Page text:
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Thread: Gralloch + DSC Level 2

  1. #1

    Gralloch + DSC Level 2

    Can some bright spark out there explain why it is recommended that after the shot and before removing the stomach from larger species the gullet is either tied off in a knot or crimped with a cable tie (see last month's SR)?

    The reason I'm asking is my mate is about to undergo his DSC Level 2 and has been told this is the way the they want it done.

    He has seen several hundred deer field gralloched by professional stalkers but they have never done this saying that all you would be doing is sealing off one end of the gullet but not the other so what's the point when any undigested food in the gullet can still pass down the gullet and secondly, the amount of any food in the gullet would be minimal anyway?

    Over to the experts.

    Nick

  2. #2
    Nick, I am not a 'Bright Spark' nor am I an 'Expert' but it seems you have answered your own Question.
    As you say, it is to prevent anything coming back up to contaminate the carcass.
    Who is the 'they' that insist this is done, is it a 'Credible witness' or an AW.
    I'm sure if this was discussed at the time of the event with whoever 'they who insist' is, then I'm sure your mate would not have a problem whichever way it was done providing no contamination occurs.
    It might be an idea to ask the 'Witness' how he does it as all witnesses would/should be very experienced in their own right.
    Good Luck to your mate.
    PS any advice sought from the Witness should be done before the stalk takes place in general conversation as the Witness is not allowed to offer advice or guidance once the test has started.
    Good Luck.

  3. #3
    With my work with the Forestry Commission over the years, their procedure was to do it the level 2 way, tie the food pipe off at both ends so as not to contaminate the meat. This way was then stopped as it was decided that when the throat was cut open to tie it off at the top end, there was a greater risk of contamination through the neck when dragging off the ground.

    Not sure that this will help with your query.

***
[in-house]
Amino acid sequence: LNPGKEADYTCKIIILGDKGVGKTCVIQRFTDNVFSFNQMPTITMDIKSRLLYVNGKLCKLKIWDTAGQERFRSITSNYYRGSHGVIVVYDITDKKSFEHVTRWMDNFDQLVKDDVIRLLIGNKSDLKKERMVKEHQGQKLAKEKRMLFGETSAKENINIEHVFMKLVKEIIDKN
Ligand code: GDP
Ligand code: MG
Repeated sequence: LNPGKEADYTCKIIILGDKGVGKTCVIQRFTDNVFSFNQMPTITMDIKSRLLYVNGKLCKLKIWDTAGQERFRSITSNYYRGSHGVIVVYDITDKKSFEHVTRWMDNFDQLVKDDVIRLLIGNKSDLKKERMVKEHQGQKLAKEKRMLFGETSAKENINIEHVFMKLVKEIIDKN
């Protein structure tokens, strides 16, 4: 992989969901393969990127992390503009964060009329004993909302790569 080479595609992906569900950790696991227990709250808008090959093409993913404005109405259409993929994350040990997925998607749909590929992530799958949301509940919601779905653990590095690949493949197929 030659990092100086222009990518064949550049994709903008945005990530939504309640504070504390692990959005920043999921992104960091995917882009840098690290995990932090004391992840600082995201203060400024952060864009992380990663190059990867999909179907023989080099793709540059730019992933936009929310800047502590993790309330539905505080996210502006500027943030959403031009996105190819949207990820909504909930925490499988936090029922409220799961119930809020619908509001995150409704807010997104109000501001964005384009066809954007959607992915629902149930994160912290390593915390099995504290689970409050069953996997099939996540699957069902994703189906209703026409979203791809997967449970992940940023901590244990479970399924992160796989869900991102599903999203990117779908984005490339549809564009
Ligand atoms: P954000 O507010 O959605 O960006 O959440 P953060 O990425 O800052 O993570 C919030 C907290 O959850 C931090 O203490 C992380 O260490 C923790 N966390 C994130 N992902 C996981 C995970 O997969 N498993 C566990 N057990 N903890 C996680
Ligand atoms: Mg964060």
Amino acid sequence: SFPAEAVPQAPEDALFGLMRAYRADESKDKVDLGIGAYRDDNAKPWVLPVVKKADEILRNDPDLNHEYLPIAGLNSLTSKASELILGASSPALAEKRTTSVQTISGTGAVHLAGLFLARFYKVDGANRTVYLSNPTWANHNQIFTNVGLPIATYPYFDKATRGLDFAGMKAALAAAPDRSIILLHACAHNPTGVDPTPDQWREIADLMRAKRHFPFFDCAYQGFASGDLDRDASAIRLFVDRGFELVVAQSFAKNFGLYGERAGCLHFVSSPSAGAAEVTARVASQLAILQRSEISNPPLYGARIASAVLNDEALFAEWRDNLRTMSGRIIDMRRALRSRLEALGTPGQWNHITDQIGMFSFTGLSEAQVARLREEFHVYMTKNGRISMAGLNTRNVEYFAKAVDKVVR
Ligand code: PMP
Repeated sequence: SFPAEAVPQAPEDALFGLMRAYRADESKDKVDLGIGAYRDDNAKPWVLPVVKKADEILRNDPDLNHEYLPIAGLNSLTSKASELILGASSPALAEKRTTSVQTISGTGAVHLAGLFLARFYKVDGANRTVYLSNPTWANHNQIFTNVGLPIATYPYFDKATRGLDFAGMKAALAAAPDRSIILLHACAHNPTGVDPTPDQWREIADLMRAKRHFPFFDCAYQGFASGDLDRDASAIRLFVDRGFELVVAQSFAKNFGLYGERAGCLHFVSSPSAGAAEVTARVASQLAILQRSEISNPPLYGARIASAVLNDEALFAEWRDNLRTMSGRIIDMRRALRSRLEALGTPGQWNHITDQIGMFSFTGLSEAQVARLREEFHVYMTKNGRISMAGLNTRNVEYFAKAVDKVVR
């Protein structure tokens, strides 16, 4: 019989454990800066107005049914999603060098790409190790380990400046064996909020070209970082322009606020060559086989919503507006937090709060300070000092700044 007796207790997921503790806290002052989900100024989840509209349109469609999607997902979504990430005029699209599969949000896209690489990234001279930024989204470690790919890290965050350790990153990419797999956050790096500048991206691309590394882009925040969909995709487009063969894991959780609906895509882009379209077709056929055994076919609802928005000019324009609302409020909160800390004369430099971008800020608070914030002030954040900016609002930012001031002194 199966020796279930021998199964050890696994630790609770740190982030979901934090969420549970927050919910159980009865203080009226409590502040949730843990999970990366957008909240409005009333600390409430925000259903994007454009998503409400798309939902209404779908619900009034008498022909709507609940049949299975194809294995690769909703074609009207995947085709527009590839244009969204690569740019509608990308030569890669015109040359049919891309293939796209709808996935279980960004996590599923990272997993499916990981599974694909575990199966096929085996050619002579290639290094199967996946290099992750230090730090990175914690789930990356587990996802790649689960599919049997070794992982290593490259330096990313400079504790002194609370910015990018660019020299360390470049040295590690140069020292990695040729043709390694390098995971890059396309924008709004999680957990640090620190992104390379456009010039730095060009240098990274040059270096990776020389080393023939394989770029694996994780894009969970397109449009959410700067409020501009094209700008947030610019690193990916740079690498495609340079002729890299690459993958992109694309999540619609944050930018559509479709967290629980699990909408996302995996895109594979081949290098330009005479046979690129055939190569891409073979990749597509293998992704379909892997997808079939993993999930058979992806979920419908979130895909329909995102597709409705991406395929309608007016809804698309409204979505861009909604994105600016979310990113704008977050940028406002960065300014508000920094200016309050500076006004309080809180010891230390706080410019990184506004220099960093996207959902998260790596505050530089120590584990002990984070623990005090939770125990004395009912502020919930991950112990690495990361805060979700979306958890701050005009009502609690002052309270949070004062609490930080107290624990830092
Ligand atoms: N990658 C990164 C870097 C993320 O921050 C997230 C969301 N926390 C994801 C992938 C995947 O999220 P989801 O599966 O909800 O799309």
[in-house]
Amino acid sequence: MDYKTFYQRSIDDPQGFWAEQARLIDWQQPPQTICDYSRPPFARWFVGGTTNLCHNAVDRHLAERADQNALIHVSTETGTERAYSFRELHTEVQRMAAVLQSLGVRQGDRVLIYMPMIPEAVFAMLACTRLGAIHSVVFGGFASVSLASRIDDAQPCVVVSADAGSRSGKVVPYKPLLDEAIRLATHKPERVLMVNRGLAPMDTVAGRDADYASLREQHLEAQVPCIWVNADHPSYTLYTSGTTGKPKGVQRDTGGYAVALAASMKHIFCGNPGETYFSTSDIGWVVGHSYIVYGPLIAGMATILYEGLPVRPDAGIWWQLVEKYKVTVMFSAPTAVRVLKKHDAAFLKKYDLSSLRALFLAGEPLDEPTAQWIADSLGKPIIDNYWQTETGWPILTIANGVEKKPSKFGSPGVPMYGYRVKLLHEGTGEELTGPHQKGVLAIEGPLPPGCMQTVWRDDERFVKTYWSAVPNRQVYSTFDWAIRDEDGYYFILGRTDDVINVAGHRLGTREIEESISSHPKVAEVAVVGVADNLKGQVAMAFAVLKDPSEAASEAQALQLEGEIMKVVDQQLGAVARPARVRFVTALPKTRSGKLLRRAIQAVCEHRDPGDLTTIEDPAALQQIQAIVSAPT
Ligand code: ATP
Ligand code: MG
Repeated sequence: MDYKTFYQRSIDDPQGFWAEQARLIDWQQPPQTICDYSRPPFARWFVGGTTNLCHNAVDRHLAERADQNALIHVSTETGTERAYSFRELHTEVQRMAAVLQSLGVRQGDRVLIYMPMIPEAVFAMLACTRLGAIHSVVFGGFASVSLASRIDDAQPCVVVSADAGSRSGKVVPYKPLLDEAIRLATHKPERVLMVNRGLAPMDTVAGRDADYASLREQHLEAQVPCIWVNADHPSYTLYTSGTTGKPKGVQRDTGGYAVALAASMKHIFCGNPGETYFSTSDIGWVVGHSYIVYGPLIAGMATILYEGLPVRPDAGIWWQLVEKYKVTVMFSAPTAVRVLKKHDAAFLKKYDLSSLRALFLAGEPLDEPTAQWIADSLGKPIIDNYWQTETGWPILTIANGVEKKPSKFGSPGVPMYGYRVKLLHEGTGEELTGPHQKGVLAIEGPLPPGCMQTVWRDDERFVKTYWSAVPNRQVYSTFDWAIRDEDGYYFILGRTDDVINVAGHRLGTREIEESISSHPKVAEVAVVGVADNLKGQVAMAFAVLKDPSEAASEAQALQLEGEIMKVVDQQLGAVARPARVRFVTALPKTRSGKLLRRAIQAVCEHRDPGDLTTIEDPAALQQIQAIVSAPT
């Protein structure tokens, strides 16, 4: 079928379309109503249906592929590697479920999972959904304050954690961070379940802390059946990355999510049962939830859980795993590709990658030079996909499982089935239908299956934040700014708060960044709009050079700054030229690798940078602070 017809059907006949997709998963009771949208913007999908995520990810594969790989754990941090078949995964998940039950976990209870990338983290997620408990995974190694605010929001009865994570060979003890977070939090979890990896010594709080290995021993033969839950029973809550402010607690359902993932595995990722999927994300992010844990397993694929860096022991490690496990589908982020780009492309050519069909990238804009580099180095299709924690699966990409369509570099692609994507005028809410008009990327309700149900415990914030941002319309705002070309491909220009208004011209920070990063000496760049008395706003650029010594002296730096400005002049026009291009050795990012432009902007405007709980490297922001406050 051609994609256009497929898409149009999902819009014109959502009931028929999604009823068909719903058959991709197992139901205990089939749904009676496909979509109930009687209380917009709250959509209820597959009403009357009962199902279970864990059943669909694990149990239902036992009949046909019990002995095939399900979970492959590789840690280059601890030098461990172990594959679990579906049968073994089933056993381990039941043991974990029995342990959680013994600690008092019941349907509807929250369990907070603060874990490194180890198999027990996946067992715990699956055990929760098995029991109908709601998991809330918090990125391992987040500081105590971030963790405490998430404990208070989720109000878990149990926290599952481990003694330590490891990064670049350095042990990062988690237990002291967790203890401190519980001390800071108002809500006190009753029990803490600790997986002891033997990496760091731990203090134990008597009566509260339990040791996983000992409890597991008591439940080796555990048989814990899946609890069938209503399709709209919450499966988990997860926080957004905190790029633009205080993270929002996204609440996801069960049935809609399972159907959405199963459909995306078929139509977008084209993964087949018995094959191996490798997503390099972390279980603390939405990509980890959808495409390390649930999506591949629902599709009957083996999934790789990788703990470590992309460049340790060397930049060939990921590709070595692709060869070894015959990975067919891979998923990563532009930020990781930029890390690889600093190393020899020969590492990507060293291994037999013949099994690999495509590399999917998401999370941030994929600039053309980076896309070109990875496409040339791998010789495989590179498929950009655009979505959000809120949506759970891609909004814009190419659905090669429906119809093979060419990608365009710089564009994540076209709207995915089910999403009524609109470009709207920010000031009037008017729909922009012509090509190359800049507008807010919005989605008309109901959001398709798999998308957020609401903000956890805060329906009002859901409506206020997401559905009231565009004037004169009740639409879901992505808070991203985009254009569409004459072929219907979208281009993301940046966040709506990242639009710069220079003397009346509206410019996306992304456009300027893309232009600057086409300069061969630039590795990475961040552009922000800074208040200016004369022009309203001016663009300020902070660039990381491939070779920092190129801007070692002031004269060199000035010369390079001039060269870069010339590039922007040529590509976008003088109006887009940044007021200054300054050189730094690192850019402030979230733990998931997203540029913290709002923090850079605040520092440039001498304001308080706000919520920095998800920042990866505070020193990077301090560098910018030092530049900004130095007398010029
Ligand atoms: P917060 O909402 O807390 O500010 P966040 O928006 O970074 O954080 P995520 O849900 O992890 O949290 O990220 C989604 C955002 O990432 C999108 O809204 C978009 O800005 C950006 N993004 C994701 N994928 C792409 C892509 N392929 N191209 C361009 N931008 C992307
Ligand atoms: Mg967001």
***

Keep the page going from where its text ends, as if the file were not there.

wadas

  4. #4

    level 2

    the idea of tying of the esophagus is what is required in the assessment so obviously he will have to do it this way . But in general stalking conditions it is not practical depending on the dragging distance roe munties can be carried out so no contamination o cures but larger species this would causes problems , Depending when deer are shot ie at last light the stomach will be nearly empty first thing in the morning after feeding at night they will be full these are also deciding factors . When i done mine the whole carcass after being bled was taken back to larder ( not far away ) and every thing dropped out from the anus right through to the head and the head was removed from the back so nothing was contaminated . The green offal was then separated and inspected put in the correct labeled bin the pluck was inspected and tagged as the carcass was ,the same in those days the head was then inspected and put in with the green offal to be disposed of by the estate the carcass weighed larder sheets filled in for estate records tools and larder washed down job done . Make sure you know the lymph nodes sightings and names as these will be asked by the assessor usually and what abnormalities you are looking for make sure you know what a healthy normal one looks like and you should have no problem at all good luck on your assessment just take your time and demonstrate you can do the job to a satisfactory standard as this is were the trained hunter comes into it if selling to game dealer . If there is anything else you need to know just ask we all will help you on this sight MUDDY